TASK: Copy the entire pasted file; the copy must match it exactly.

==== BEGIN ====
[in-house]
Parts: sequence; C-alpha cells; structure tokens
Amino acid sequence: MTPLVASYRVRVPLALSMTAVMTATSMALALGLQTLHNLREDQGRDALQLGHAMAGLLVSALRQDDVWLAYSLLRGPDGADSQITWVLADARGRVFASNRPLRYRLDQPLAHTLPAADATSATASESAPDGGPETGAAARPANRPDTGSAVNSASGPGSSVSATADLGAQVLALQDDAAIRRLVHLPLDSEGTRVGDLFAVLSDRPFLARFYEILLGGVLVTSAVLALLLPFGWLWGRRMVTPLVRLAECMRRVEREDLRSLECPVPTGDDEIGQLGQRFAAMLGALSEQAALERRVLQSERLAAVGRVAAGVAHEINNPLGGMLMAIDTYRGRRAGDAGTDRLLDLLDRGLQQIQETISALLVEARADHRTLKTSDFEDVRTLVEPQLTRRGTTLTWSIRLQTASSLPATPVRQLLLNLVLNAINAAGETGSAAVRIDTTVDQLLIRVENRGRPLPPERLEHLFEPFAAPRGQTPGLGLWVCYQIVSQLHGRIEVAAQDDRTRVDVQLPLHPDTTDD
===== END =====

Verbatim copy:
[in-house]
Parts: sequence; C-alpha cells; structure tokens
Amino acid sequence: MTPLVASYRVRVPLALSMTAVMTATSMALALGLQTLHNLREDQGRDALQLGHAMAGLLVSALRQDDVWLAYSLLRGPDGADSQITWVLADARGRVFASNRPLRYRLDQPLAHTLPAADATSATASESAPDGGPETGAAARPANRPDTGSAVNSASGPGSSVSATADLGAQVLALQDDAAIRRLVHLPLDSEGTRVGDLFAVLSDRPFLARFYEILLGGVLVTSAVLALLLPFGWLWGRRMVTPLVRLAECMRRVEREDLRSLECPVPTGDDEIGQLGQRFAAMLGALSEQAALERRVLQSERLAAVGRVAAGVAHEINNPLGGMLMAIDTYRGRRAGDAGTDRLLDLLDRGLQQIQETISALLVEARADHRTLKTSDFEDVRTLVEPQLTRRGTTLTWSIRLQTASSLPATPVRQLLLNLVLNAINAAGETGSAAVRIDTTVDQLLIRVENRGRPLPPERLEHLFEPFAAPRGQTPGLGLWVCYQIVSQLHGRIEVAAQDDRTRVDVQLPLHPDTTDD